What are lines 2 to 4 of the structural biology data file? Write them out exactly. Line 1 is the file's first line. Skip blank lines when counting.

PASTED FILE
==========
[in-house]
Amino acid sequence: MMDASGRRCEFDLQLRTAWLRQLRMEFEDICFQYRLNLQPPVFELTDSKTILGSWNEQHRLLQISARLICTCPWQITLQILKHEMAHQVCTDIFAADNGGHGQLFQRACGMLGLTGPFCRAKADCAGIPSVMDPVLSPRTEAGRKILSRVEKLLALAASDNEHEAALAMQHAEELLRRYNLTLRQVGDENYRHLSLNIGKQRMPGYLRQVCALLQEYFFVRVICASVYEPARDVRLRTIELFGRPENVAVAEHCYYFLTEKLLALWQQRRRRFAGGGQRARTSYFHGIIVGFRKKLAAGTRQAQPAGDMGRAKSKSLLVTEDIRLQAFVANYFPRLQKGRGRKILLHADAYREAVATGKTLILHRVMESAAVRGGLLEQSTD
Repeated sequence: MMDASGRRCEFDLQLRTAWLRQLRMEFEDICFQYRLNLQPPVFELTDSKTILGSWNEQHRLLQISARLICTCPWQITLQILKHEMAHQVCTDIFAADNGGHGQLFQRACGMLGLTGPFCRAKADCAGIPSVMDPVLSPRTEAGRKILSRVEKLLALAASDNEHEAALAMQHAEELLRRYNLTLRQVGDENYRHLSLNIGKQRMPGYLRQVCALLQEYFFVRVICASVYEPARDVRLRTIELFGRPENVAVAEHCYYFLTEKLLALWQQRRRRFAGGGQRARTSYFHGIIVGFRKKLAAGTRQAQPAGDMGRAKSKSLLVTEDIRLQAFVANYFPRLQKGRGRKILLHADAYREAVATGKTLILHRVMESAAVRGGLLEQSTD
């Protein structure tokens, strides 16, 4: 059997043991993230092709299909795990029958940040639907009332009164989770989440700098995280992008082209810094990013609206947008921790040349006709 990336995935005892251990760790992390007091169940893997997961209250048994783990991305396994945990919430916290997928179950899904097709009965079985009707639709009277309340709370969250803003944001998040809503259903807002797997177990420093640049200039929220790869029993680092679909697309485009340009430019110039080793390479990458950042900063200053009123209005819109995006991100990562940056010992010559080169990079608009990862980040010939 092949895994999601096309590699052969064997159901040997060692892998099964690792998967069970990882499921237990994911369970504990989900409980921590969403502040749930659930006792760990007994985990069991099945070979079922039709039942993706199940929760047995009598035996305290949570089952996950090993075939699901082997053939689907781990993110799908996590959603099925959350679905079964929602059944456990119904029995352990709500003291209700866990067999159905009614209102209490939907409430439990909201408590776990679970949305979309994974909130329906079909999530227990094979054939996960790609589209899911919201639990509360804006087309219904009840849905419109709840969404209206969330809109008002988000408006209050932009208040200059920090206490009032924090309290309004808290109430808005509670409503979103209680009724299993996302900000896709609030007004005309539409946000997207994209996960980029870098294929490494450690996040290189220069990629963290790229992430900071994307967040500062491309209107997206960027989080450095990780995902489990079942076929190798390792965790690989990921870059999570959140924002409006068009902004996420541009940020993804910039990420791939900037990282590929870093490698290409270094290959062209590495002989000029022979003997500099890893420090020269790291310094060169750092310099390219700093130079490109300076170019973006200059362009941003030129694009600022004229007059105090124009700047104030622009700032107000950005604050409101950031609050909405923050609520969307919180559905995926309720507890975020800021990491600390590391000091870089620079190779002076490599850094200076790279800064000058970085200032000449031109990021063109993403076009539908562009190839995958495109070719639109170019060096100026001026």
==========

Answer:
Amino acid sequence: MMDASGRRCEFDLQLRTAWLRQLRMEFEDICFQYRLNLQPPVFELTDSKTILGSWNEQHRLLQISARLICTCPWQITLQILKHEMAHQVCTDIFAADNGGHGQLFQRACGMLGLTGPFCRAKADCAGIPSVMDPVLSPRTEAGRKILSRVEKLLALAASDNEHEAALAMQHAEELLRRYNLTLRQVGDENYRHLSLNIGKQRMPGYLRQVCALLQEYFFVRVICASVYEPARDVRLRTIELFGRPENVAVAEHCYYFLTEKLLALWQQRRRRFAGGGQRARTSYFHGIIVGFRKKLAAGTRQAQPAGDMGRAKSKSLLVTEDIRLQAFVANYFPRLQKGRGRKILLHADAYREAVATGKTLILHRVMESAAVRGGLLEQSTD
Repeated sequence: MMDASGRRCEFDLQLRTAWLRQLRMEFEDICFQYRLNLQPPVFELTDSKTILGSWNEQHRLLQISARLICTCPWQITLQILKHEMAHQVCTDIFAADNGGHGQLFQRACGMLGLTGPFCRAKADCAGIPSVMDPVLSPRTEAGRKILSRVEKLLALAASDNEHEAALAMQHAEELLRRYNLTLRQVGDENYRHLSLNIGKQRMPGYLRQVCALLQEYFFVRVICASVYEPARDVRLRTIELFGRPENVAVAEHCYYFLTEKLLALWQQRRRRFAGGGQRARTSYFHGIIVGFRKKLAAGTRQAQPAGDMGRAKSKSLLVTEDIRLQAFVANYFPRLQKGRGRKILLHADAYREAVATGKTLILHRVMESAAVRGGLLEQSTD
């Protein structure tokens, strides 16, 4: 059997043991993230092709299909795990029958940040639907009332009164989770989440700098995280992008082209810094990013609206947008921790040349006709 990336995935005892251990760790992390007091169940893997997961209250048994783990991305396994945990919430916290997928179950899904097709009965079985009707639709009277309340709370969250803003944001998040809503259903807002797997177990420093640049200039929220790869029993680092679909697309485009340009430019110039080793390479990458950042900063200053009123209005819109995006991100990562940056010992010559080169990079608009990862980040010939 092949895994999601096309590699052969064997159901040997060692892998099964690792998967069970990882499921237990994911369970504990989900409980921590969403502040749930659930006792760990007994985990069991099945070979079922039709039942993706199940929760047995009598035996305290949570089952996950090993075939699901082997053939689907781990993110799908996590959603099925959350679905079964929602059944456990119904029995352990709500003291209700866990067999159905009614209102209490939907409430439990909201408590776990679970949305979309994974909130329906079909999530227990094979054939996960790609589209899911919201639990509360804006087309219904009840849905419109709840969404209206969330809109008002988000408006209050932009208040200059920090206490009032924090309290309004808290109430808005509670409503979103209680009724299993996302900000896709609030007004005309539409946000997207994209996960980029870098294929490494450690996040290189220069990629963290790229992430900071994307967040500062491309209107997206960027989080450095990780995902489990079942076929190798390792965790690989990921870059999570959140924002409006068009902004996420541009940020993804910039990420791939900037990282590929870093490698290409270094290959062209590495002989000029022979003997500099890893420090020269790291310094060169750092310099390219700093130079490109300076170019973006200059362009941003030129694009600022004229007059105090124009700047104030622009700032107000950005604050409101950031609050909405923050609520969307919180559905995926309720507890975020800021990491600390590391000091870089620079190779002076490599850094200076790279800064000058970085200032000449031109990021063109993403076009539908562009190839995958495109070719639109170019060096100026001026």